Western researchers look to take metastatic melanoma survival rates from a gloomy 5 per cent five years after diagnosis to almost 100 per cent, by simply looking where others haven’t.
“We decided to do something weird. We focused on the things nobody knew anything about, looked at things in a slightly different fashion,” said Schulich School of Medicine & Dentistry professor Andrew Leask.
Melanoma, the second most common invasive cancer in young adults, is the most dangerous form of skin cancer. Mole-like growths develop when unrepaired DNA damage to skin cells (most often caused by ultraviolet radiation from sunshine or tanning beds) triggers mutations, or genetic defects, that lead the skin cells to multiply rapidly and form malignant tumours.
It is estimated 6,800 Canadians will be diagnosed with melanoma in 2015, with 1,150 dying from the disease. One in 57 men and 1 in 74 women are expected to develop melanoma during their lifetime.
While not the most common skin cancer, it is the deadliest, Leask said. However, if melanoma is recognized and treated early, it is almost always curable. If allowed to grow unchecked, however, the cancer can spread to other parts of the body, such as the lungs and bones, where it becomes hard to treat and is often fatal.
Most researchers are focused on BRAF, a human gene that makes a protein called B-Raf, which is involved in sending signals and directing cell growth in the body. A class of drugs that targets BRAF are used to block tumour proliferation, but patients eventually acquire resistance to these drugs and metastasis occurs anyway.
However, when Leask and his fellow researchers looked at “things in a slightly different fashion,” they made an interesting discovery: It was the surrounding tissue (formally called cancer-activated fibroblasts) instructing cells to metastasize and invade surrounding tissues.
“It’s not just the melanoma cells that are the problem, but the surrounding tissues,” said Leask, a professor in Physiology and Pharmacology and Dentistry. “People have known there is surrounding tissue. No one actually looked at why it was important. This is the first proof it is important and the first proof these proteins are triggering cancer cells to behave badly.”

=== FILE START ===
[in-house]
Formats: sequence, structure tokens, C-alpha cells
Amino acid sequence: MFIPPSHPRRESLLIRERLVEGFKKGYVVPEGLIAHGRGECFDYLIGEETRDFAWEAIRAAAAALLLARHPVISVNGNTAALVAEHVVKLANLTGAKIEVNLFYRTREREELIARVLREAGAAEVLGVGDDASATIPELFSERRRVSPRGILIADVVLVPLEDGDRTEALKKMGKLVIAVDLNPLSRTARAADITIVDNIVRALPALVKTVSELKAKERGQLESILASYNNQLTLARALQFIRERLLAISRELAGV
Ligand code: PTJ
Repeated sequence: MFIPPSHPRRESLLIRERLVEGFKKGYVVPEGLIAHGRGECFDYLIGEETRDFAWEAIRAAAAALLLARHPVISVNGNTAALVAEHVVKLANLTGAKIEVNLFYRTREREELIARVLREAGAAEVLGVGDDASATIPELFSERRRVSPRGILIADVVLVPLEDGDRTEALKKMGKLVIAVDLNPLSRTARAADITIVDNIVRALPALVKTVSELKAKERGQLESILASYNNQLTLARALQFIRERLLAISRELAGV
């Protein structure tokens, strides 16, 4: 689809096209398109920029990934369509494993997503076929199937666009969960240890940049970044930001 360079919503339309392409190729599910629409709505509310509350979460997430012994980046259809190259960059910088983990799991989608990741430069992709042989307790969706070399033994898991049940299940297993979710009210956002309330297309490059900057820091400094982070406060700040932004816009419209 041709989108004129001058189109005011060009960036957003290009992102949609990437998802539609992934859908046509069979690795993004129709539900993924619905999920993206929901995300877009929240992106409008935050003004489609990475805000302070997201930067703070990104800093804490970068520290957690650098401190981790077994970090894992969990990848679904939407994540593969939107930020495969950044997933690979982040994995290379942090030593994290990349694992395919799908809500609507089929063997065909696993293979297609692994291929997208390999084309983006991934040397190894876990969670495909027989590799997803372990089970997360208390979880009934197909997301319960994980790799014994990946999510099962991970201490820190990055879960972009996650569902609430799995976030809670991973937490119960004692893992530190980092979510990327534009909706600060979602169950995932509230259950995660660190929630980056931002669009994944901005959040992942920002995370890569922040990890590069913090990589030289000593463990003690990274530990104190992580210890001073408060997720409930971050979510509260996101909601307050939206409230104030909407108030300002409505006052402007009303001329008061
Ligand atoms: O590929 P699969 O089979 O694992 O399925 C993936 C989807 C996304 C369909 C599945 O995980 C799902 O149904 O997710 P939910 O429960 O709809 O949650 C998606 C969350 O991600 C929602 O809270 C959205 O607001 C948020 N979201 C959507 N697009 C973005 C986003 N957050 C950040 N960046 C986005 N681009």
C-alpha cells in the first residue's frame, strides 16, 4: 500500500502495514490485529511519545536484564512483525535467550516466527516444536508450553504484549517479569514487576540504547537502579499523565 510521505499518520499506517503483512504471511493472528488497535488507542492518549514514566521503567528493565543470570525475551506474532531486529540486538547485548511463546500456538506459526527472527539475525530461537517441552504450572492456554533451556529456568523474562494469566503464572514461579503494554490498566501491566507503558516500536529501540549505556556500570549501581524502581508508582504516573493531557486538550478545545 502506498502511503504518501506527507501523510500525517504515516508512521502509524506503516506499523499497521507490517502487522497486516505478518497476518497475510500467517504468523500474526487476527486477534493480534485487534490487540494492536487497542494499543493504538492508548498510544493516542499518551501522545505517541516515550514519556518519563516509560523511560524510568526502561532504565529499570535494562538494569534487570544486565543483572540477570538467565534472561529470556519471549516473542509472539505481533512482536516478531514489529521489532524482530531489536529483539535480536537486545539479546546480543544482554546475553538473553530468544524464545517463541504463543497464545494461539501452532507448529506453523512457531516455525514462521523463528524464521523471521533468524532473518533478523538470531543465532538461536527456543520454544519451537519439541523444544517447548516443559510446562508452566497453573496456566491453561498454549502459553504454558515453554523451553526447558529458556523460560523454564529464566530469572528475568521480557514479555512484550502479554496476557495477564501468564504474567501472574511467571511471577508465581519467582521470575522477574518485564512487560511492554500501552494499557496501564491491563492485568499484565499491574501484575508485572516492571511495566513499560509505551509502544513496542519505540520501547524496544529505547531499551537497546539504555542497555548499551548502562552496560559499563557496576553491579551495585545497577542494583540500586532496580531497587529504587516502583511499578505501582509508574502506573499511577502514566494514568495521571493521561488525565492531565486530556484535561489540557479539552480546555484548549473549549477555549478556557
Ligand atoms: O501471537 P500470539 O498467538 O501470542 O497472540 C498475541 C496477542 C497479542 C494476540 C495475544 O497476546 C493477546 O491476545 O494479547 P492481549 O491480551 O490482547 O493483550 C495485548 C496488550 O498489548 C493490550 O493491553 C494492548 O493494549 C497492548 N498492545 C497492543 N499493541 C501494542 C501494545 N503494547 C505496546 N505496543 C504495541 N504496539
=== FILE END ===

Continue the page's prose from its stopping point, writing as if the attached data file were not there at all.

If you consider the melanoma as some weird stem cell, he said, what they are doing is secreting stuff into the environment that’s activating the cells, called fibroblast, or cancer-activated fibroblasts.
“These guys are now producing signals instructing the melanoma cells how to behave,” he continued. “The kicker is we found the mechanism of how this does that.”
That mechanism is due to the expression of two proteins – CCN2 and periostin. Therefore, drugs blocking CCN2 or periostin would represent a new drug treatment targeting melanomas.
“The tissues are cross-talking. It’s more the surrounding tissue that is instructing the how the stem cells should behave,” he said. “If you blocked this communication, you will be able to block this whole process. It’s actual proof that it’s more the surrounding tissue instructing the bad stem cells to behave.”
By not allowing the melanoma to metastasize, it can be removed far easier through surgery.
“Survival rate should be awful close to 100 per cent,” Leask said.
Leask published the findings in the Journal of Investigative Dermatology, along with co-investigators James Hutchenreuther, MSc candidate; Krista Vincent, Anatomy and Cell Biology MD/PhD candidate; David Carter, Robarts Research Institute scientist and London Regional Genomics Centre; and Lynne-Marie Postovit, formerly of Western’s Department of Anatomy and Cell Biology, currently of the Department of Oncology at the University of Alberta.
The team will continue their work, through clinical samples and animal models, to specifically prove the fibrotic tissue is causing or instructing the melanoma. Through a strong collaborative effort he expects clinical data could be completed within three years.